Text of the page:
The Black Hole

First unit vs. second unit
Gary Nelson
Maxilian Schell, Anthony Perkins, Yvette Mimieux, Joseph Bottoms, Robert Forster
The Setup: 
Space crew encounters a mad scientist on the edge of a black hole.

This movie is super dumb and cheesy, but I love it. It must be that 11-year-old effect, as that's the age I was when this came out. I had ALL the illustrated storybooks and models and fold-out posters. everything that was released before the movie came out. Ooh, I even had the LP that told the story of the movie with sound effects and dialogue! It was all in anticipation, however, because once I saw it I realized, even as a small [actually somewhat portly] 11-year-old, that this movie was DUMB.

Then I reevaluated as an adult. I tell you, a great deal of fun [and some small agony] can be had by going back to those Disney movies that defined your youth. For me it was the live-action period that yielded gems such as Escape to Witch Mountain [WHERE is the remake?!?!?!? Oops, here it is.] and such burnished turds as The Cat From Outer Space. And I saw them all, and for the most part, read the "novelizations."

Anyway, back to this one. This movie has some GREAT material, and some terrible material. Curiously, it seems that all the legitimately great material was provided by people who were NOT the director. The model of the Cygnus is cool. My favorite part of the movie is the shots of the huge ship silhouetted against the bluish starfields beyond, and the languid sequence in which the smaller Palomino drifts by it with its spotlight running over the latticework of the larger ship. The design of the red evil robot is awesome. The black hole itself is fascinating to look at [day-glo paint in a whirlpool]. Oh, and I love the opening music, and I like the green grid under the credits, though that's a little less defensible. So what it seems like is that you have a bunch of peripheral people, the model makers, the special effects folks, the composer, etc., giving their all and producing great work, which stands in shocking contrast to the rest of the movie!

The movie concerns a bunch of folks in the typical "about to go home after X years exploring space" mission. They find the black hole, then see the big ship near it, and go to investigate in the aforementioned favorite sequence. Then there's a slight action sequence in which they start to tumble into the black hole.

THEN you have the most hootworthy sequence of the entire film, in which it is revealed that the woman aboard is PSYCHIC. Not only that, but so is the ROBOT [with the big dumb cartoon eyes]. My favorite part of all this is the convention that the psychic woman, to convey that she's using her abilities, stares dreamily off into space, and the robot, to show that he's receiving the psychic message, suddenly snaps his eyes to face directly into the camera! That is SO precious.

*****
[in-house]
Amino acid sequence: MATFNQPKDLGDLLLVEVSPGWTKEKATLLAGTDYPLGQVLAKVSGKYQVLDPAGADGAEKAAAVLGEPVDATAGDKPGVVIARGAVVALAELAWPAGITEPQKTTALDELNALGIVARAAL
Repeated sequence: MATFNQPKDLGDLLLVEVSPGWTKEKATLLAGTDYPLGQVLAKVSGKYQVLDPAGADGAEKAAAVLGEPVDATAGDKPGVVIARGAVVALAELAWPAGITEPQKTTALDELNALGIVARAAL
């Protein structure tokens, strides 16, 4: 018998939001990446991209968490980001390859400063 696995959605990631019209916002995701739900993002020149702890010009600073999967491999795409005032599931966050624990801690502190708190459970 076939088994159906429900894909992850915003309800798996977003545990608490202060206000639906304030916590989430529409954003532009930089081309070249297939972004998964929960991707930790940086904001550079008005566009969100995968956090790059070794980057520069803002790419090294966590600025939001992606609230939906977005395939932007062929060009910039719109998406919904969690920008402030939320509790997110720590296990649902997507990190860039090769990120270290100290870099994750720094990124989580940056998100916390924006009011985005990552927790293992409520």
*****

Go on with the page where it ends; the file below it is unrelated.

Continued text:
Anyway, so their ship is-of course-damaged, and they have to land. They explore the ship, make it to the bridge, where the captain, who may as well be wearing an "evil genius" badge, greets them, along with his menacing red robot. Blah, blah, blah, it all follows a "haunted house in space" theme, until it is revealed that the captain made robots [cyborgs, I guess] out of all the crew and now they're-still the crew, just a bit less uppity.

It all has that charmingly naïve dippiness of those live-action Disney movies, especially in its utter obliviousness to its own clichés. The robots with the cute eyes are obviously there to appeal to the kids [like I was at the time, but even then I could see that it was. obviously there to appeal to the kids]. There's this one sequence in which the robots play a video game. against a robot called S.T.A.R.. oh dear, it hurts. But for all that there are sequences that are kind of cool, like the asteroid shower. WHY asteroids are all glowing from within, and why one is perfectly spherical, and why they all show up JUST at the right time, is left unexplained, but it's still kind of cool in a naïve way. You accept it when you know it's a Disney movie made for 10-year-olds.

Anyway, the other reason this movie is notable is for the ending. [I guess I have to put a SPOILER WARNING in here, even though in this case. anyway.] There is a lot of IDIOTIC claptrap about the black hole possibly being a PORTAL TO HELL [oooohhh!], and at the very end, the evil captain is shown INSIDE the evil robot [trapped for eternity inside his own creation! Wah-ha-ha-ha-ha!!], in this representation of a literal HELL, with red background, black jagged rocks, flames, the whole deal. The thing that cracks me up is that they just arrange the model on top of a rock and let it SIT THERE, arms in the air, utterly stationary, for at least a minute. It is kind of. appalling. I guess they REALLY didn't expect anyone over the age of 10 to attend this movie.

And WHAT'S with all that hyper-Christian moralizing, anyway? I thought we were watching a dumb space story.

Anyway, it's still fun and has a lot of good elements, all of which seem to have taken place without the participation of the director. Someone needs to take this and do a remake that takes the whole thing seriously.

Should you watch it: 

YES! But realize that its primary audience is under 14.